YOU CAN SAVE LIFE

YOU CAN SAVE LIFE

The knowledge and skills in basic first aid is beneficial for you, your family, friends, neighbours and local community. Because if an accident happens - you have the abilities to help and save life.

According to the Norwegian Red Cross' website, 5000 Norwegian annually, get cardiac arrest (when the heart sudden, sometimes temporary, stops beating), 3000 out of 5000 cardiac arrest happens outside the hospital. Easy techniques can keep a human alive until the ambulance arrives. 

In the Thailand Red Cross Society they works with youth volunteers aged 15-25 from schools, college, university, the Thai Ministry of Education's Office of Non-Formal and Informal Education and special groups of young people. In 2015, 18732 young people were registered as volunteers with the Thai Red Cross Society's Youth Bureau. Each had completed the Bureau's Basic Life Support: First Aid Training.

The best way of learning first aid, is by participating in a first aid course. After careful analysis and consideration together with the youth volunteers in Sunsari District, Nepal we found out that a big need in the local community is to increase knowledge and skills in first aid. Thus, we decided to provide the youth team and junior and youth Committee with basic First Aid training course. A follow-up plan is to make this group trainers in First Aid. In that way the Red Cross youth volunteers can train up other youth volunteers and others in their local community to save more lives wherever and whenever necessary. The photos below are from the three-day training in basic first aid course conducted between 16th-18th of March 2018. 

The emblem of Red Cross is a tribute to the founder of the Red Cross Red Crescent Movement, Henry Dunant, and should ONLY be used by Red Cross/Crescent actors. The Red Cross is an official protective symbol, and is reserved as protective emblem for medical personnel and facilities in combat situation. For example if a pharmacy is using the Red Cross, and not the universal symbol of First Aid - it is a MISUSE, and must be reported.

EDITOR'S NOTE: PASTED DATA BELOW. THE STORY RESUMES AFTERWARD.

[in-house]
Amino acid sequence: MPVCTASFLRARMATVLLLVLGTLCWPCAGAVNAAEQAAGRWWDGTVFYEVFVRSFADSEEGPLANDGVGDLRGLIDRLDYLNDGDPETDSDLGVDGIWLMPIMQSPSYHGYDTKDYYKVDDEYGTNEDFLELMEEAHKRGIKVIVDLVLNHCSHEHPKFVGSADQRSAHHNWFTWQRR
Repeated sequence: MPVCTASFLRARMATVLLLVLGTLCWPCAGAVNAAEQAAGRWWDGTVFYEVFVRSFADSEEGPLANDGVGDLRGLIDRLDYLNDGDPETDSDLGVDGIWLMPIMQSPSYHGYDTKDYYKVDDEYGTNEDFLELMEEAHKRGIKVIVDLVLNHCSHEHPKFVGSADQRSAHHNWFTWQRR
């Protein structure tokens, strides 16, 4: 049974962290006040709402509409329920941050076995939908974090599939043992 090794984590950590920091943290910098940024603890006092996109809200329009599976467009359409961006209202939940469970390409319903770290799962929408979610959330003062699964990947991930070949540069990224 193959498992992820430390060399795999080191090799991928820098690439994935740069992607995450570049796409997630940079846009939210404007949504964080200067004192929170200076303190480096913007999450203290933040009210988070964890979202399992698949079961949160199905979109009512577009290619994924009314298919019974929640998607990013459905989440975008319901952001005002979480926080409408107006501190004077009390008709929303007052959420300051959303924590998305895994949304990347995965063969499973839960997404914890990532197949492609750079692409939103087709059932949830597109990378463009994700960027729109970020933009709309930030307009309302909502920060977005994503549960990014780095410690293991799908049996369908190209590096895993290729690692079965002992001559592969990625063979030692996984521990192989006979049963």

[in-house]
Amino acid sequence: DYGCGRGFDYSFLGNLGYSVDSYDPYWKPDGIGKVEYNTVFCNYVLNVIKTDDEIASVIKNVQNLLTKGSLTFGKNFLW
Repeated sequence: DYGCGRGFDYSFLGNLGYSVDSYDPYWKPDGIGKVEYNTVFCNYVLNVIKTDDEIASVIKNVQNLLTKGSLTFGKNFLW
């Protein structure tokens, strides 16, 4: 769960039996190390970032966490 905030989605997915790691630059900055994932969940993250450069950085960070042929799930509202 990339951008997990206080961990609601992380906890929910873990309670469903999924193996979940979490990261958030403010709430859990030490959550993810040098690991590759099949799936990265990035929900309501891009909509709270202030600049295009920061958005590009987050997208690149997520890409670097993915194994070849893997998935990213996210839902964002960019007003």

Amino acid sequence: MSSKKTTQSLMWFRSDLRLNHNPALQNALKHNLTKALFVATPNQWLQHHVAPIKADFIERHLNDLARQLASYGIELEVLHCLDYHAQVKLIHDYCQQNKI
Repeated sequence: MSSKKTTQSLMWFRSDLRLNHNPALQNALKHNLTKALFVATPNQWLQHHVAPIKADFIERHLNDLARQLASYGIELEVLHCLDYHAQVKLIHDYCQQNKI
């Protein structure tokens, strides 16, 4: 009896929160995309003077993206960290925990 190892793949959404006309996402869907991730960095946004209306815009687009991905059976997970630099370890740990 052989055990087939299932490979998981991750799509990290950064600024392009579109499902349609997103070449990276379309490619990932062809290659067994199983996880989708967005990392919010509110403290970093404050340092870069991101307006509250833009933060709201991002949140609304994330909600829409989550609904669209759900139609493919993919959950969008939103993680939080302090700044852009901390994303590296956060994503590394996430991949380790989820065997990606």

Did you know that the International Federation of Red Cross and Red Crescent is the largest first aid educator and provider in the world. Every year they train over 15 million people to become life savers. If you want to learn more about first aid online, please go to the following website: http://media.ifrc.org/ifrc/meetings-and-events/world-first-aid-day-2017/ 

 

Best of luck with your first aid! 

 

20140902-first-aid-banner.jpg
- Remember, the more you practice on your first aid knowledge and skills, the better you become - and more confidence you get in yourself.
Find a partner or a group of friends you can practice with on a regular basis. For example once a week or twice a month. 

- Camilla <3 <3

THE VOICE OF THE YOUTHS

Two weeks ago, from 22-26st of Feb, me and Camilla, were invited to attend a annual Youth Conference in Nepal. When we asked where this Conference was going to be held, the answer we got was " very very west". So, we packed our bags and went "very very west" - to a  district called Kaliali. Two local flights and 3 hours drive away, we were finally among 200 partcipants from all over Nepal.

The annual Conferance is something that the Nepal Red Cross has every year. The Youths all over Nepal gather together, share inspiration, ideas and not at least knowledge. One can compare it what the Norwegian Red Cross Youth call "SUK" (Sentral Ungdomskonferanse), which is held every October in Norway.